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The Richards family: A research project

Placement Research

Hi, I'm Merryn and I'm currently working on a placement with Wiltshire Museum. I'm really interested in how our lives fit together, like jigsaw pieces assembling to form the bigger picture. I love History as a subject and I think Ancestry brings our past alive. It let's us tell and relate to personal stories that explain or illuminate the bigger picture of our history. This profile really caught my attention, because it traces one woman's story - or parts of her story - that sheds light on the challenges and choices women faced and still face - about expectation, independence and being pioneers.

In the Museum’s collection is a box containing family records of one Alec George Richards and his family...

Alec George Richards born 1854 to George and Rhoda Richards.  For many years Alec ran a general store, his mobile van (shown above) was a familiar sight to locals in Devizes. Alec's sense of resourcefulness and endeavour is reflected in his life story and that of his ancestors and relatives.

But the story of his wife's grandmother, Emma Reichardt, really grabbed my interest....

Emma Reichardt (nee Whitfield) was born in 1846, Portsmouth, Hampshire. At the age of 20 she married Frederick Carls Reichardt in 1866. [Image of Emma below]

Frederick died in 1876 meaning that Emma and Frederick were married for only 10 years. During that time Emma and Frederick has five children together, three girls and two boys (this must've been a busy household).  Only daughters Emma Jane and Elizabeth (who eventually married Alec Richard in Devizes) outlived her.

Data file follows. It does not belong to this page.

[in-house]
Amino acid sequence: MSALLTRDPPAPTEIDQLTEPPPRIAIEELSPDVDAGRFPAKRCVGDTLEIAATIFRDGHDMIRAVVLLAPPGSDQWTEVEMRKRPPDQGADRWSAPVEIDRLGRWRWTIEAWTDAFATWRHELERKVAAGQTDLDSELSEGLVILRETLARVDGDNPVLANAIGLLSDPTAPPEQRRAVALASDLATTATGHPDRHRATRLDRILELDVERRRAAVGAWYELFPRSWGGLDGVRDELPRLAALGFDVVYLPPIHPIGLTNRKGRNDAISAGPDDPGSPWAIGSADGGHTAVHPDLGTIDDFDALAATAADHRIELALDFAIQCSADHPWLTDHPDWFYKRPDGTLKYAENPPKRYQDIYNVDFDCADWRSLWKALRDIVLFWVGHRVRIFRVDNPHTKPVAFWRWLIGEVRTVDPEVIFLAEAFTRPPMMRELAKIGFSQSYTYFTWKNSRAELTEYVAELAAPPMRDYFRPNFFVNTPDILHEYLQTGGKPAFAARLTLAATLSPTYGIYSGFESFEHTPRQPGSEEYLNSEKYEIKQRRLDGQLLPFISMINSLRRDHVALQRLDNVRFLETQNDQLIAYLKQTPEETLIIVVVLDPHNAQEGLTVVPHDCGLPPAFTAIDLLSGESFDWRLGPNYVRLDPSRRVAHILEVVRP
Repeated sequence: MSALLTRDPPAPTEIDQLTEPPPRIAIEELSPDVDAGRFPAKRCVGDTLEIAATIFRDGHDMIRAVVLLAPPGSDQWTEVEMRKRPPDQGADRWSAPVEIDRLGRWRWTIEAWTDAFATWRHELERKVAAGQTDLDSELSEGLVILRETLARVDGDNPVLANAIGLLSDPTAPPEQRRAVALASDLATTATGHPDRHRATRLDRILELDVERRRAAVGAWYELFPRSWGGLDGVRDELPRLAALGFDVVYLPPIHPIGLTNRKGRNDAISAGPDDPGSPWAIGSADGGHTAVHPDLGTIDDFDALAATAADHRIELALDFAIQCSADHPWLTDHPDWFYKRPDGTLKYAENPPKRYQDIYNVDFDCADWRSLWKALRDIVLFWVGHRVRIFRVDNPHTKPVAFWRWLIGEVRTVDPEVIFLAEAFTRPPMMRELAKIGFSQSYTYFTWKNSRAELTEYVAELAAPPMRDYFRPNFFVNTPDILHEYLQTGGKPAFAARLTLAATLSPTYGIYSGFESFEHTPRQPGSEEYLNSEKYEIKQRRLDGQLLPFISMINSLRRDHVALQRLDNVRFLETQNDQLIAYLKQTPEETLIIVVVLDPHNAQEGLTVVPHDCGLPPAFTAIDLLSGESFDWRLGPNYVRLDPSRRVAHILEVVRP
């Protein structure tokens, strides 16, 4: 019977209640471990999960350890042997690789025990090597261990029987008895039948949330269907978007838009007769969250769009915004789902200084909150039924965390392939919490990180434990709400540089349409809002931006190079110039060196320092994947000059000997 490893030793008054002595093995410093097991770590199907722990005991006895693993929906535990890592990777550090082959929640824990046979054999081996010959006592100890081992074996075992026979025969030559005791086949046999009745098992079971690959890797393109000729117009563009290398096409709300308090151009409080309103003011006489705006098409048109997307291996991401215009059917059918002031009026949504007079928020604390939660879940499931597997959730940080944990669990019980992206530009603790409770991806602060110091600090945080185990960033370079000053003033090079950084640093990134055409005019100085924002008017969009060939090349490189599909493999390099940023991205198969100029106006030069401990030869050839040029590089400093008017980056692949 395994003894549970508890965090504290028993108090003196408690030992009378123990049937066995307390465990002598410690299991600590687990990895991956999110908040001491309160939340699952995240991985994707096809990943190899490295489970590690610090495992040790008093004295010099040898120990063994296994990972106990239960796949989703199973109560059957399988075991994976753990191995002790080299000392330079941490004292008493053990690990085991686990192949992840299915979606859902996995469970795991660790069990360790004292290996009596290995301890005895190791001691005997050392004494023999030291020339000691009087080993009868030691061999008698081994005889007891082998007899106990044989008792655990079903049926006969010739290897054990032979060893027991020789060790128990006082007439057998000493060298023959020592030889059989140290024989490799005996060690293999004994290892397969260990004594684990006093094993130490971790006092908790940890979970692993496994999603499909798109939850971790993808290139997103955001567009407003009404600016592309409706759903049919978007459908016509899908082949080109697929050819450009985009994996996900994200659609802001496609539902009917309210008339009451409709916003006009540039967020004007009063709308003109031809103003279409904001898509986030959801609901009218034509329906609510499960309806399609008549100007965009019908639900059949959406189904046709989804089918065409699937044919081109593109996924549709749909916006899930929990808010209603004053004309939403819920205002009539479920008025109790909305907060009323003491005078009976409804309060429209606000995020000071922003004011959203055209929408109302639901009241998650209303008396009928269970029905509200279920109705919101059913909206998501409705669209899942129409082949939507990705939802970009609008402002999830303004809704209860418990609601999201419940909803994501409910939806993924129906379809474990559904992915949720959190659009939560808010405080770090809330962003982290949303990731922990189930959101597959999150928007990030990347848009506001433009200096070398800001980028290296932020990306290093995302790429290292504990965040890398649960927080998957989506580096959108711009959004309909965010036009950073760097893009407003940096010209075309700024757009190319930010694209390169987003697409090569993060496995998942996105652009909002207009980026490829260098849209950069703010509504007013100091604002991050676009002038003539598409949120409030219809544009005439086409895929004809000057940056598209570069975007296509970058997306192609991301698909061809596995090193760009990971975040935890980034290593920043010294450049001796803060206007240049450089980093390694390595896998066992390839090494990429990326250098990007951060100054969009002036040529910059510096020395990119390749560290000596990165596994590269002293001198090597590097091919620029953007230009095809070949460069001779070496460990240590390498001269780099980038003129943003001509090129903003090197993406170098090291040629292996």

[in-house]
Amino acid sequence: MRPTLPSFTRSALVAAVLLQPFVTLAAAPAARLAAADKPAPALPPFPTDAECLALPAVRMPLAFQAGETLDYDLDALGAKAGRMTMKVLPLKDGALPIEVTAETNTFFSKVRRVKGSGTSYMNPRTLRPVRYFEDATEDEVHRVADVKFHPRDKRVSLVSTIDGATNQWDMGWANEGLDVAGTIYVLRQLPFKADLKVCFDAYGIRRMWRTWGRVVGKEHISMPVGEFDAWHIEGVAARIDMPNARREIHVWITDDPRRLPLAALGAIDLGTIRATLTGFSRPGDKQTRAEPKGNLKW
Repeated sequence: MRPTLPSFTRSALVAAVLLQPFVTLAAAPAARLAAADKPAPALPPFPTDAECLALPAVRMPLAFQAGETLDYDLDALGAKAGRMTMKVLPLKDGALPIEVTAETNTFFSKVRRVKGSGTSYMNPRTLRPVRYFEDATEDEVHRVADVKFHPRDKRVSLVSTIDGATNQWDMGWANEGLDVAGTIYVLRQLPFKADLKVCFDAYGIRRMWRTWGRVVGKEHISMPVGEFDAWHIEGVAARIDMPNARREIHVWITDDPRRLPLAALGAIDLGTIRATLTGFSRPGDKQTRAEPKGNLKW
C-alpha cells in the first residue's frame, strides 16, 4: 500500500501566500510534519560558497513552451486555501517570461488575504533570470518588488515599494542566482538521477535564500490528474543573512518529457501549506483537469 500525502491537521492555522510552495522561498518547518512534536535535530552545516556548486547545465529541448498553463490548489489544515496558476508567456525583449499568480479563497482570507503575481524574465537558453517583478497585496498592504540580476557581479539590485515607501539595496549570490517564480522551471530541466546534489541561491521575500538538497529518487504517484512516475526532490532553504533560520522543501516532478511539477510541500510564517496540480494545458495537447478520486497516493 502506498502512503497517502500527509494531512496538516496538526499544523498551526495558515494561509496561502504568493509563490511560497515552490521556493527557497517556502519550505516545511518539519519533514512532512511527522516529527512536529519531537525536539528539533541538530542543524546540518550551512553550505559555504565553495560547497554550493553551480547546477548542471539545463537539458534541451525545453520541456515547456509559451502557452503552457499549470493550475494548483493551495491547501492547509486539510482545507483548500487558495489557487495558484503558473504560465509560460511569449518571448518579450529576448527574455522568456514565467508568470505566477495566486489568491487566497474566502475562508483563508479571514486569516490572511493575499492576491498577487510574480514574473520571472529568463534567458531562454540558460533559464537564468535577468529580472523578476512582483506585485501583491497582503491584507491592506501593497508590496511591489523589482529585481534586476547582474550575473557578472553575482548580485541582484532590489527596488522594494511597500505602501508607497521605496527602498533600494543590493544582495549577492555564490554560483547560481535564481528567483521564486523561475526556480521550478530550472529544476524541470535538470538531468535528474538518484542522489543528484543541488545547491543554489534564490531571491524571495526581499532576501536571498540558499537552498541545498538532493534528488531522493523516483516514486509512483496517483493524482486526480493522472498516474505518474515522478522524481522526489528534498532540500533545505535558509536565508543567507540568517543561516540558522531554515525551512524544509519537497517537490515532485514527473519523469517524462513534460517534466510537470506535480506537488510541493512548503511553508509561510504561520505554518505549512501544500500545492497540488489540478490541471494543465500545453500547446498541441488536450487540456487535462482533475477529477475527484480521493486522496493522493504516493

By 1901, the census shows Emma aged 55  widowed, living in prison accommodation at Devizes Prison with three other women prison warders  – oddly, they appear alongside domestic servants at the prison….  Also, oddly they of course appear on the same page, listed above, the beginning of the prisoner list – a few hundred men and, listed at the end, a handful of women inmates, plus two young children presumably children of the women prisoners. Interestingly, the women are grouped on the census as those married and those single whereas the mean are mixed in the male listings.

By 1911, Emma is aged 65 and is living as a border in Escort Street, Devizes as a prison service pensioner.

To bring Emma’s story more up to date, her granddaughter, Gesine Richards (born 1912, Devizes) married Edward

Giles Plank born 26th November 1908, Beechingstoke, Pewsey. He was the second son of Giles and Ella Bertha Plank. In the 1911 census he was working as dairyman / farm assistant at Manor Farm, Lideway along with his mother, father and younger brother Herbert.

From Ancestry.com records, a certificate shows Edward was congratulated in passing his test at Wiltshire Flying Club (The Royal Club Aviators Wiltshire) 18th May 1939.  I assume Edward may have served as a pilot during the Second World War. Edward married Gesine Richards in 1944 at Devizes and he died in 1974 in Bath aged 65. [Photo of Edward in uniform]

 

 

The Richards Family Tree

 

Back to Emma's story in the prison..

Life at Devizes Prison